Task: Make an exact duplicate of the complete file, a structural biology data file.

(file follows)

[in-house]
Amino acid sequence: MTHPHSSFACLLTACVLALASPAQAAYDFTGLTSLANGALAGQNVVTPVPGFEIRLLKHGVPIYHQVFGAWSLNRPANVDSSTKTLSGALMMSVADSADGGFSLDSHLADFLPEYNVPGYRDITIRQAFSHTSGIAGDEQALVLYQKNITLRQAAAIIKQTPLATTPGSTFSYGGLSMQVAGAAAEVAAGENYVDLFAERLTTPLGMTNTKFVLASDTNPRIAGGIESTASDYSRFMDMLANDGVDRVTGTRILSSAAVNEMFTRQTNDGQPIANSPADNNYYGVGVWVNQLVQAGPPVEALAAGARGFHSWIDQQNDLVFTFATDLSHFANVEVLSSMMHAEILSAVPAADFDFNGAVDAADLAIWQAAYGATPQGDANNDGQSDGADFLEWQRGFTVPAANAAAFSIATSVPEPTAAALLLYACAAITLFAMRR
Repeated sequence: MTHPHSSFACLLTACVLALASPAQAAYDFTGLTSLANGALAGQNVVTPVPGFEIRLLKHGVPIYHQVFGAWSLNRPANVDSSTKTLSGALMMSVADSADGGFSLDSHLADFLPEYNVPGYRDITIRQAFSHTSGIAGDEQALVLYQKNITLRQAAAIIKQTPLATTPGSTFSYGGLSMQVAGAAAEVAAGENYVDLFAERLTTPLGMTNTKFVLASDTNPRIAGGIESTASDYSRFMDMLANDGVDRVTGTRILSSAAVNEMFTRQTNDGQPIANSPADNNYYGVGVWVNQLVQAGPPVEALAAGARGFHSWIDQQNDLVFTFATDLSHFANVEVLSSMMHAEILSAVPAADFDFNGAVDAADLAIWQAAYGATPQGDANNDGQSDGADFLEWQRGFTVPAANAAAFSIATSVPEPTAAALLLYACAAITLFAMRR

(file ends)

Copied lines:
[in-house]
Amino acid sequence: MTHPHSSFACLLTACVLALASPAQAAYDFTGLTSLANGALAGQNVVTPVPGFEIRLLKHGVPIYHQVFGAWSLNRPANVDSSTKTLSGALMMSVADSADGGFSLDSHLADFLPEYNVPGYRDITIRQAFSHTSGIAGDEQALVLYQKNITLRQAAAIIKQTPLATTPGSTFSYGGLSMQVAGAAAEVAAGENYVDLFAERLTTPLGMTNTKFVLASDTNPRIAGGIESTASDYSRFMDMLANDGVDRVTGTRILSSAAVNEMFTRQTNDGQPIANSPADNNYYGVGVWVNQLVQAGPPVEALAAGARGFHSWIDQQNDLVFTFATDLSHFANVEVLSSMMHAEILSAVPAADFDFNGAVDAADLAIWQAAYGATPQGDANNDGQSDGADFLEWQRGFTVPAANAAAFSIATSVPEPTAAALLLYACAAITLFAMRR
Repeated sequence: MTHPHSSFACLLTACVLALASPAQAAYDFTGLTSLANGALAGQNVVTPVPGFEIRLLKHGVPIYHQVFGAWSLNRPANVDSSTKTLSGALMMSVADSADGGFSLDSHLADFLPEYNVPGYRDITIRQAFSHTSGIAGDEQALVLYQKNITLRQAAAIIKQTPLATTPGSTFSYGGLSMQVAGAAAEVAAGENYVDLFAERLTTPLGMTNTKFVLASDTNPRIAGGIESTASDYSRFMDMLANDGVDRVTGTRILSSAAVNEMFTRQTNDGQPIANSPADNNYYGVGVWVNQLVQAGPPVEALAAGARGFHSWIDQQNDLVFTFATDLSHFANVEVLSSMMHAEILSAVPAADFDFNGAVDAADLAIWQAAYGATPQGDANNDGQSDGADFLEWQRGFTVPAANAAAFSIATSVPEPTAAALLLYACAAITLFAMRR